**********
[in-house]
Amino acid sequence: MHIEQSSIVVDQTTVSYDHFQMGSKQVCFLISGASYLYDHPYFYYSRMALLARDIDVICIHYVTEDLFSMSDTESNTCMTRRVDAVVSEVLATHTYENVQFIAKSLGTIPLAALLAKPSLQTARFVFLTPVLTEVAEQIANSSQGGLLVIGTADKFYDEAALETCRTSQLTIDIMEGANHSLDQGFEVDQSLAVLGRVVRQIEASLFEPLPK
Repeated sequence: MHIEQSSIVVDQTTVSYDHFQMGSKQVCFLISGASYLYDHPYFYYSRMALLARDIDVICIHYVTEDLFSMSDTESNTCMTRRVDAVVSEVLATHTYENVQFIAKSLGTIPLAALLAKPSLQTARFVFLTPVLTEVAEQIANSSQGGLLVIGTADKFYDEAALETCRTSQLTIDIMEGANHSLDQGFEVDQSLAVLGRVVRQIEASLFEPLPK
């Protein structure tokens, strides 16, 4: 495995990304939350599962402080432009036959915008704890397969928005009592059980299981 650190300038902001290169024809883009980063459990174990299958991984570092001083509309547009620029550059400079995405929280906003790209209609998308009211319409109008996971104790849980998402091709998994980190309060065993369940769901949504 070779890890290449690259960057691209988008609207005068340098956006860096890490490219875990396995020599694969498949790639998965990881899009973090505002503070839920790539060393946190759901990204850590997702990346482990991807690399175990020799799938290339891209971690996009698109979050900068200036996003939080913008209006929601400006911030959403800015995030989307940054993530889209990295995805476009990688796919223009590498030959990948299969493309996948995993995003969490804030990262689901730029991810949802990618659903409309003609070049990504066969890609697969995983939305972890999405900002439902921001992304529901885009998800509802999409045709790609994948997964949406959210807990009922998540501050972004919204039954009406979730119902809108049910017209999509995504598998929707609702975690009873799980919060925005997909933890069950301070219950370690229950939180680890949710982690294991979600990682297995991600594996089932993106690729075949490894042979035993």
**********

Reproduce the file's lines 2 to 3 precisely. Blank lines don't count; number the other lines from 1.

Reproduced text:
Amino acid sequence: MHIEQSSIVVDQTTVSYDHFQMGSKQVCFLISGASYLYDHPYFYYSRMALLARDIDVICIHYVTEDLFSMSDTESNTCMTRRVDAVVSEVLATHTYENVQFIAKSLGTIPLAALLAKPSLQTARFVFLTPVLTEVAEQIANSSQGGLLVIGTADKFYDEAALETCRTSQLTIDIMEGANHSLDQGFEVDQSLAVLGRVVRQIEASLFEPLPK
Repeated sequence: MHIEQSSIVVDQTTVSYDHFQMGSKQVCFLISGASYLYDHPYFYYSRMALLARDIDVICIHYVTEDLFSMSDTESNTCMTRRVDAVVSEVLATHTYENVQFIAKSLGTIPLAALLAKPSLQTARFVFLTPVLTEVAEQIANSSQGGLLVIGTADKFYDEAALETCRTSQLTIDIMEGANHSLDQGFEVDQSLAVLGRVVRQIEASLFEPLPK